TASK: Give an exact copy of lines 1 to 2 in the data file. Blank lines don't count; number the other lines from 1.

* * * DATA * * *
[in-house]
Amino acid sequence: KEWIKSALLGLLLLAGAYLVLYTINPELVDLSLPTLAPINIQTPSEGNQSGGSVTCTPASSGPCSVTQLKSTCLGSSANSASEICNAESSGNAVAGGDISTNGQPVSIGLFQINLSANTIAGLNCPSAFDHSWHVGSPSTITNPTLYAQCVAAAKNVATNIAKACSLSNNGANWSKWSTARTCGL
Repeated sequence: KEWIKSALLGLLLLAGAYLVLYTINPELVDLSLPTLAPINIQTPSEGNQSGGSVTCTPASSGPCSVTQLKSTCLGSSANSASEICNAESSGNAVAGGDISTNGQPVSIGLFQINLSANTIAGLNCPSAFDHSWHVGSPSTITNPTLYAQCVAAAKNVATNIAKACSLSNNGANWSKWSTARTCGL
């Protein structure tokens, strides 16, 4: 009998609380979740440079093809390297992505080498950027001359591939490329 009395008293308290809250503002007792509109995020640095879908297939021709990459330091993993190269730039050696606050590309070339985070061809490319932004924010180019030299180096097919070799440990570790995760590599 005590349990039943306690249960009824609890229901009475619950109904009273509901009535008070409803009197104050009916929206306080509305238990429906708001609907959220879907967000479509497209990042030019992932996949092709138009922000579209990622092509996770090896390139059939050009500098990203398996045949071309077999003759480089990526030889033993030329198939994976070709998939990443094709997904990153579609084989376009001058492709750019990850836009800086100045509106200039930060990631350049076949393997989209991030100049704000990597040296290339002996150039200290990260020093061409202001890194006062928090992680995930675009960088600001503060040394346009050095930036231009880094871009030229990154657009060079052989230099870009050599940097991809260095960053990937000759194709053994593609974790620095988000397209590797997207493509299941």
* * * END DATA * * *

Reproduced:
[in-house]
Amino acid sequence: KEWIKSALLGLLLLAGAYLVLYTINPELVDLSLPTLAPINIQTPSEGNQSGGSVTCTPASSGPCSVTQLKSTCLGSSANSASEICNAESSGNAVAGGDISTNGQPVSIGLFQINLSANTIAGLNCPSAFDHSWHVGSPSTITNPTLYAQCVAAAKNVATNIAKACSLSNNGANWSKWSTARTCGL